Gulati has often been painted as ruthless — player testimony in Fraser v MLS certainly made him look like a tough negotiator, to put it nicely. In my experience, he’s a pragmatic idealist. He has devoted thousands of volunteer hours to making the sport succeed, and he has laudable intent (and action) on trying to diversify the typically homogeneous Federation. Whether he has handled every situation in his long tenures in various roles is up to everyone to decide.

Gans is pragmatic as well. He announced his candidacy only after going on a “listening tour” of various constituencies, and he’s concerned about youth soccer dysfunction and the decision-making that led the Fed to renew Jurgen Klinsmann’s contract and then fire him. As mentioned in Part 1 of this series, his take on pro/rel is cautious.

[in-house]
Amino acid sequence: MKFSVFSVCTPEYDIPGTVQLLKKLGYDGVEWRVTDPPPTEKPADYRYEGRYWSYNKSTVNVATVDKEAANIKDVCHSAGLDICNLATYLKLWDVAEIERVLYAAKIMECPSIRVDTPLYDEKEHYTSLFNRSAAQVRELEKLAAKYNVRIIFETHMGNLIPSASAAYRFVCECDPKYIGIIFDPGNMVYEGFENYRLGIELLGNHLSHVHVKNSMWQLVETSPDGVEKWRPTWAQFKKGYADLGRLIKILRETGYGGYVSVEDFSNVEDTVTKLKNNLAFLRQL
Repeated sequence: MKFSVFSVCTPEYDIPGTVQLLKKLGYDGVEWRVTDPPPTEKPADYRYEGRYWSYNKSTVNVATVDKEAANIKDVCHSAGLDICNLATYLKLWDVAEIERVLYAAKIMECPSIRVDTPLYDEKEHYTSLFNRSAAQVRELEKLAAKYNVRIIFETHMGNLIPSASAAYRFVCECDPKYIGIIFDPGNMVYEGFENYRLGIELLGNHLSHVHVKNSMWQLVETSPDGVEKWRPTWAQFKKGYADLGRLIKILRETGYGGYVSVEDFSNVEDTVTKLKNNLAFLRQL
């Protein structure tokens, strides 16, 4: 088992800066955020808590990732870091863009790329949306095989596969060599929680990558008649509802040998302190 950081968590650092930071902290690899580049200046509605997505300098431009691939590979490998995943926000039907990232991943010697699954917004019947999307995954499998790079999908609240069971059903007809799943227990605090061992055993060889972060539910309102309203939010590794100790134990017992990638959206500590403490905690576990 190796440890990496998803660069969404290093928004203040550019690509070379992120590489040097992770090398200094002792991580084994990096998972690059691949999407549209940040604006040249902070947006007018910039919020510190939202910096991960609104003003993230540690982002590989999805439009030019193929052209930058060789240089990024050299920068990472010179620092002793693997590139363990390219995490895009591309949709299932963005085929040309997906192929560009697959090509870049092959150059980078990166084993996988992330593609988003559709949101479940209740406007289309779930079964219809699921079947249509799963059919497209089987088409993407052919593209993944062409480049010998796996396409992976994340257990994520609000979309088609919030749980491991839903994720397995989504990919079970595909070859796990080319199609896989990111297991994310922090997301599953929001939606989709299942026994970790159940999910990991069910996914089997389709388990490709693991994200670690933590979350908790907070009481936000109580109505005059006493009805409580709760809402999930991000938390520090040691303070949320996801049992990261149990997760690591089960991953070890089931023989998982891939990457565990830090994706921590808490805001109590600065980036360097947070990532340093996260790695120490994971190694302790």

That’s not far from what Gulati said on pro/rel earlier this year:

“It’s not the rules of the game that people came in on,” Gulati said. “When you buy into a particular structure, that’s what you expect the rules to be. … But if the leagues or a league wants to engage, we’re happy to be support that.”

Lapointe is more prone to throw stuff at the wall and see what sticks. His approach to Twitter, to which he’s still relatively new, resembles another president in the United States:

He recently proposed promotion/relegation in women’s soccer and a U.S. Women’s Open Cup. The Twitter reaction was skeptical, to say the least:

NWSL supporters on a lively Facebook group said “let’s get the NWSL in order first” and “technically, we have national Cups for women, but no one enters.” The latter point was emphasized by none other than John Motta, the former USSF VP who is now president of the U.S. Adult Soccer Association.